Malawi: Putting Farmers at the Centre of Climate Services

How to cope with climate variability is a key challenge for smallholder farmers globally. Participatory Integrated Climate Services for Agriculture (PICSA) is an approach developed to empower farmers’ decision making by providing them with seasonal weather forecasts.

The role of weather information on climate adaptation

There is mixed evidence on the effects of weather information on farmers’ agricultural decisions, adaptation and resilience to climate change. While studies suggest that it has positive impacts on agricultural outcomes, such as productivity¹, adoption of climate-smart practices², and income³, others find that different types of support, such as the provision of fertilizer and irrigation systems, are more valuable to farmers⁴ when tackling climate variability.  

Top-down approaches to the delivery of climate services that fail to account for context-specific requirements are among the aspects that hinder farmers’ adaptation. Implemented in 23 countries to more than 200,000 farmers, the added value of PICSA lies in underpinning principles of ‘the farmer decides’ and ‘options by context’. 

PICSA in Malawi

The PICSA has been implemented in Malawi as part of the GCF-funded UNDP-supported project, the “Saving Lives and Protecting Agriculture Based Livelihoods in Malawi: Scaling Up the Use of Modernized Climate Information and Early Warning Systems” (M-Climes), between 2017 and 2023. Particularly in Malawi, emphasis was given on the role of digitally informed climate services: the project has worked with communities in 14 food-insecure districts to co-develop tailored weather and climate-based agricultural advisories to be disseminated through ICT/mobile, print and radio channels.

Based on the already existing farmer groups, the roll-out of PICSA was anchored in the lead farmer extension model – in which these farmers are selected by agricultural extension officers as collaborators responsible for training other farmers. Beyond improving agricultural outcomes, the project expected to contribute to improving income and food security/dietary diversity.

What the data tells us  

To measure PICSA’s impact, two rounds of extensive data collection focusing on household characteristics and measurements were done in 2018 and 2020. In total, 1,642 households from 37 extension planning areas (EPAs) and 8 districts provided rich and detailed information on the use of seasonal forecast, adoption/changes of farming practices and experience/perception towards food security, among others. Robust methods to assess impact requires that data is collected for both beneficiary and non-beneficiary farmers.  

Results of the on-the-ground assessment indicate that PICSA successfully modified farmers’ use of seasonal forecasts when planning for their activities, leading to the use of better crop varieties and improvements in crop yield.  Besides, beneficiary farmers are less likely to work on the farms of others as a source of income (ganyu) – an important indicator of poverty in Malawi, with mostly women engaged in this activity.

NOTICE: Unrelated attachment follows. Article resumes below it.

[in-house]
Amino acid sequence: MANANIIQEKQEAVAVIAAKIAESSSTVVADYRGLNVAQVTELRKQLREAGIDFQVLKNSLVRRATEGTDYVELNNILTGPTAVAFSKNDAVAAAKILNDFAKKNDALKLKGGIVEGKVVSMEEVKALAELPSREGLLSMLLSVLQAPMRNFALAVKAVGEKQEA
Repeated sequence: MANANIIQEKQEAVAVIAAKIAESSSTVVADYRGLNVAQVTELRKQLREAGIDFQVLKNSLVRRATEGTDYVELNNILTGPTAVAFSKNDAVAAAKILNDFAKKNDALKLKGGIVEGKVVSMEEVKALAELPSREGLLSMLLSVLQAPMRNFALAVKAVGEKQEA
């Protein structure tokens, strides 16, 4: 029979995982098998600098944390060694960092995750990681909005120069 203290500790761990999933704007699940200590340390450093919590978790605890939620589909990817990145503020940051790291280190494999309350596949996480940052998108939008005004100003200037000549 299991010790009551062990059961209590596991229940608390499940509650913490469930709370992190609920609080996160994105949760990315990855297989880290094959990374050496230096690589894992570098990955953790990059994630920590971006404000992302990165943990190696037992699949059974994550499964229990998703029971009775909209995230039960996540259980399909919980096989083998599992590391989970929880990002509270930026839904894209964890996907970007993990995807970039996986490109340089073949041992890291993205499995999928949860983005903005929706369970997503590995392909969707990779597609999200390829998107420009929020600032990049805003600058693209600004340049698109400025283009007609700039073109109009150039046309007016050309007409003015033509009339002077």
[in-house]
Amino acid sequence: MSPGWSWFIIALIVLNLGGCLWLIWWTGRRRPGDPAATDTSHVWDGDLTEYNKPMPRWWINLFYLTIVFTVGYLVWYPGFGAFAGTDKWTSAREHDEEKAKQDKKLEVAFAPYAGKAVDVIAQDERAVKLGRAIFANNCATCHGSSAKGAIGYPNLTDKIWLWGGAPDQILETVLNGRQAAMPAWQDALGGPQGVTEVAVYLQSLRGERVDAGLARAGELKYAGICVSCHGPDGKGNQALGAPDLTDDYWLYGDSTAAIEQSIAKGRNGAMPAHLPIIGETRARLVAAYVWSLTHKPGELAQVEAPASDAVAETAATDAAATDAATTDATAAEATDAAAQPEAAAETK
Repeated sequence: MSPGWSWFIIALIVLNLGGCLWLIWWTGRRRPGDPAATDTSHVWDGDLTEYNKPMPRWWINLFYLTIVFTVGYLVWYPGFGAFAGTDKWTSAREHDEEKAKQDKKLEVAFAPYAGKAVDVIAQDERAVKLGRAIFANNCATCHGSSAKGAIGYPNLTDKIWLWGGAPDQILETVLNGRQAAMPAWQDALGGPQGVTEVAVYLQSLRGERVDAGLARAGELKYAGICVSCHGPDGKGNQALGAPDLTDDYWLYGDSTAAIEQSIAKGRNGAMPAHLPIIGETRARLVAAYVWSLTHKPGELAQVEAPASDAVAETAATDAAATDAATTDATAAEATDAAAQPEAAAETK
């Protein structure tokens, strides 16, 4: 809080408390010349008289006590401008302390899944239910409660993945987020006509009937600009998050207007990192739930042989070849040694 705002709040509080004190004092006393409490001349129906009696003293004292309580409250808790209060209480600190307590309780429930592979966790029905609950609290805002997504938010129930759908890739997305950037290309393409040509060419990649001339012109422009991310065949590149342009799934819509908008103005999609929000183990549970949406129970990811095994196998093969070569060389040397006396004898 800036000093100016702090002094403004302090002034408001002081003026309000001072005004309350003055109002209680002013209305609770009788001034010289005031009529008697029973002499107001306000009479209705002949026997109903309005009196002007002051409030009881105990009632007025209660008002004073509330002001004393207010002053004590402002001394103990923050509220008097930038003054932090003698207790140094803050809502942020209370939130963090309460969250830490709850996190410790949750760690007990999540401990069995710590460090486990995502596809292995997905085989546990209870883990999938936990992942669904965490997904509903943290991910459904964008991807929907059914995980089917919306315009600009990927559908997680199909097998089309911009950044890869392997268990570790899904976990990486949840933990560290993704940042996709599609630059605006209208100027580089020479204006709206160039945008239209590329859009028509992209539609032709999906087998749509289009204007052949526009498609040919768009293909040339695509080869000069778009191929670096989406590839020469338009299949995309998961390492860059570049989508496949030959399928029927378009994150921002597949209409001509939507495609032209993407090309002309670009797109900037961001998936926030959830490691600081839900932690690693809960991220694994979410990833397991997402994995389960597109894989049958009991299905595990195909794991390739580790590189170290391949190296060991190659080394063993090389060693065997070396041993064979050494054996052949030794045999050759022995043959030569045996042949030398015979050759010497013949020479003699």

Districts surveyed
Households surveyed
Household surveys

“We had some farmers who before this approach could not easily be convinced to go for hybrid seed but with this those farmers have shifted from local to improved varieties. As time goes, more farmers are coming forth demanding climate information.”

― District Agriculture Office

Contributing to the global knowledge

Changing farmer’s practices is not trivial. The on-the-ground results of PICSA’s impact suggest that, as a means of modifying seasonal weather-related choices, PICSA worked in Malawi. More importantly, the evidence indicates that the choices PICSA induced among farmers resulted in gains measured in yields and income, which makes it a powerful approach for policymakers to help farmers coping with climate uncertainty.

When scaling up and reaching different settings, it is important to highlight that such interventions could be seen as a “drop in the ocean” without addressing institutional and social challenges. Illiteracy could be a large challenge in grasping weather forecasts and agricultural recommendations. Scaling up similar interventions may require adapting them for an illiterate population in a considerable way.

Given that PICSA is a relatively short-term intervention, its sustainability is unclear. At the political level, there’s ownership by key institutions as it has been included in the national extension strategy. However, at the farm level, trainings could be roll-out regularly to ensure long-term learning and mobilize knowledge exchange between farmers.

As data is a strategic asset, it is possible to fully capitalize on the granular and rich datasets collected as part of the impact measurement and use them for different purposes – such as microplanning and targeting. A vast range of different knowledge products over and beyond PICSA can also be produced based on insights generated by these datasets.


[1] Onyeneke et al., 2023; Amegnaglo et al., 2017

[2] Djido et al., 2021; Amegnaglo et al., 2017

[3] Roudier et al., 2016

[4] Patt et al.,2005